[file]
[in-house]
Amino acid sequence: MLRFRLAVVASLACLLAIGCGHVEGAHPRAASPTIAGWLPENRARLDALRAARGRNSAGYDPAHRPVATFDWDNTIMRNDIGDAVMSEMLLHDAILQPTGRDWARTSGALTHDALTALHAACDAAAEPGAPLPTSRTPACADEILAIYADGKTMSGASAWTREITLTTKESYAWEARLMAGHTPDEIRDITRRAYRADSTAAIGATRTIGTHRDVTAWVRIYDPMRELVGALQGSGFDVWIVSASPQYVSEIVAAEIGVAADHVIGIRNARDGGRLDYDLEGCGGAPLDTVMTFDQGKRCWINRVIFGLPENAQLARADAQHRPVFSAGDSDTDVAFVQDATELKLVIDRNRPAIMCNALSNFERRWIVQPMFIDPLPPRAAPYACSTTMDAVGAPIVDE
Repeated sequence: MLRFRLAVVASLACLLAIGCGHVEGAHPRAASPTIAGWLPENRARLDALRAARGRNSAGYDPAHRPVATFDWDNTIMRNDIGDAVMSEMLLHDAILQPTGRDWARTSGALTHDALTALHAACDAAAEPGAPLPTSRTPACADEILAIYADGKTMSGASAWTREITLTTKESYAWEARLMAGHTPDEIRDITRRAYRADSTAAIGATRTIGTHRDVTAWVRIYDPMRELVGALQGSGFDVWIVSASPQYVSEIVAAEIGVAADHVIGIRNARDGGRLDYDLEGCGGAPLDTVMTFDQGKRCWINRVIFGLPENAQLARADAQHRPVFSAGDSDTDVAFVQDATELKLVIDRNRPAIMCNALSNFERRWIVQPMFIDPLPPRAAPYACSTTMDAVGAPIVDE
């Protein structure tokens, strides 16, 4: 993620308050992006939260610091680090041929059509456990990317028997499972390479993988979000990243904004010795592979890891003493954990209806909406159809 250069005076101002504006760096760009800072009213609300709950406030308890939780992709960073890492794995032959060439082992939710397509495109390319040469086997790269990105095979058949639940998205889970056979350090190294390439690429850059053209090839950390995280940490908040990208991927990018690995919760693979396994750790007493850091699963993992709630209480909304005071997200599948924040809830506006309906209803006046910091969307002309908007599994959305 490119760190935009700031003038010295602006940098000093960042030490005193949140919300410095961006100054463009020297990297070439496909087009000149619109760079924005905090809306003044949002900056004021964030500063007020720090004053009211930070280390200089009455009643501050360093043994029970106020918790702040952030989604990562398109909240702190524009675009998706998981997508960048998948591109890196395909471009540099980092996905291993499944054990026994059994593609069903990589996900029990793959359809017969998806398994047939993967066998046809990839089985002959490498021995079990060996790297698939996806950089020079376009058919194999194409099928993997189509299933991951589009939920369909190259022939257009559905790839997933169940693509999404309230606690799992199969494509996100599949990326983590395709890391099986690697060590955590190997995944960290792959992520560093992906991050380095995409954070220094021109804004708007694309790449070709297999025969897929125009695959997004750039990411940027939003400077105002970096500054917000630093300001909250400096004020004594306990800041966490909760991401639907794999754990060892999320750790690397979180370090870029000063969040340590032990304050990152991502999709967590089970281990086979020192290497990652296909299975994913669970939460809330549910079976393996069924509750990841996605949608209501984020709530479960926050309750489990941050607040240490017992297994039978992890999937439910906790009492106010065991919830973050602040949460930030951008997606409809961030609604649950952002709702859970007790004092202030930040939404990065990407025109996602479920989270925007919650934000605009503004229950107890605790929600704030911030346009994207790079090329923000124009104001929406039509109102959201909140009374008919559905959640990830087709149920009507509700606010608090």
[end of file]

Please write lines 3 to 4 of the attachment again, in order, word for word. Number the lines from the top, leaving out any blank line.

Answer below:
Repeated sequence: MLRFRLAVVASLACLLAIGCGHVEGAHPRAASPTIAGWLPENRARLDALRAARGRNSAGYDPAHRPVATFDWDNTIMRNDIGDAVMSEMLLHDAILQPTGRDWARTSGALTHDALTALHAACDAAAEPGAPLPTSRTPACADEILAIYADGKTMSGASAWTREITLTTKESYAWEARLMAGHTPDEIRDITRRAYRADSTAAIGATRTIGTHRDVTAWVRIYDPMRELVGALQGSGFDVWIVSASPQYVSEIVAAEIGVAADHVIGIRNARDGGRLDYDLEGCGGAPLDTVMTFDQGKRCWINRVIFGLPENAQLARADAQHRPVFSAGDSDTDVAFVQDATELKLVIDRNRPAIMCNALSNFERRWIVQPMFIDPLPPRAAPYACSTTMDAVGAPIVDE
């Protein structure tokens, strides 16, 4: 993620308050992006939260610091680090041929059509456990990317028997499972390479993988979000990243904004010795592979890891003493954990209806909406159809 250069005076101002504006760096760009800072009213609300709950406030308890939780992709960073890492794995032959060439082992939710397509495109390319040469086997790269990105095979058949639940998205889970056979350090190294390439690429850059053209090839950390995280940490908040990208991927990018690995919760693979396994750790007493850091699963993992709630209480909304005071997200599948924040809830506006309906209803006046910091969307002309908007599994959305 490119760190935009700031003038010295602006940098000093960042030490005193949140919300410095961006100054463009020297990297070439496909087009000149619109760079924005905090809306003044949002900056004021964030500063007020720090004053009211930070280390200089009455009643501050360093043994029970106020918790702040952030989604990562398109909240702190524009675009998706998981997508960048998948591109890196395909471009540099980092996905291993499944054990026994059994593609069903990589996900029990793959359809017969998806398994047939993967066998046809990839089985002959490498021995079990060996790297698939996806950089020079376009058919194999194409099928993997189509299933991951589009939920369909190259022939257009559905790839997933169940693509999404309230606690799992199969494509996100599949990326983590395709890391099986690697060590955590190997995944960290792959992520560093992906991050380095995409954070220094021109804004708007694309790449070709297999025969897929125009695959997004750039990411940027939003400077105002970096500054917000630093300001909250400096004020004594306990800041966490909760991401639907794999754990060892999320750790690397979180370090870029000063969040340590032990304050990152991502999709967590089970281990086979020192290497990652296909299975994913669970939460809330549910079976393996069924509750990841996605949608209501984020709530479960926050309750489990941050607040240490017992297994039978992890999937439910906790009492106010065991919830973050602040949460930030951008997606409809961030609604649950952002709702859970007790004092202030930040939404990065990407025109996602479920989270925007919650934000605009503004229950107890605790929600704030911030346009994207790079090329923000124009104001929406039509109102959201909140009374008919559905959640990830087709149920009507509700606010608090």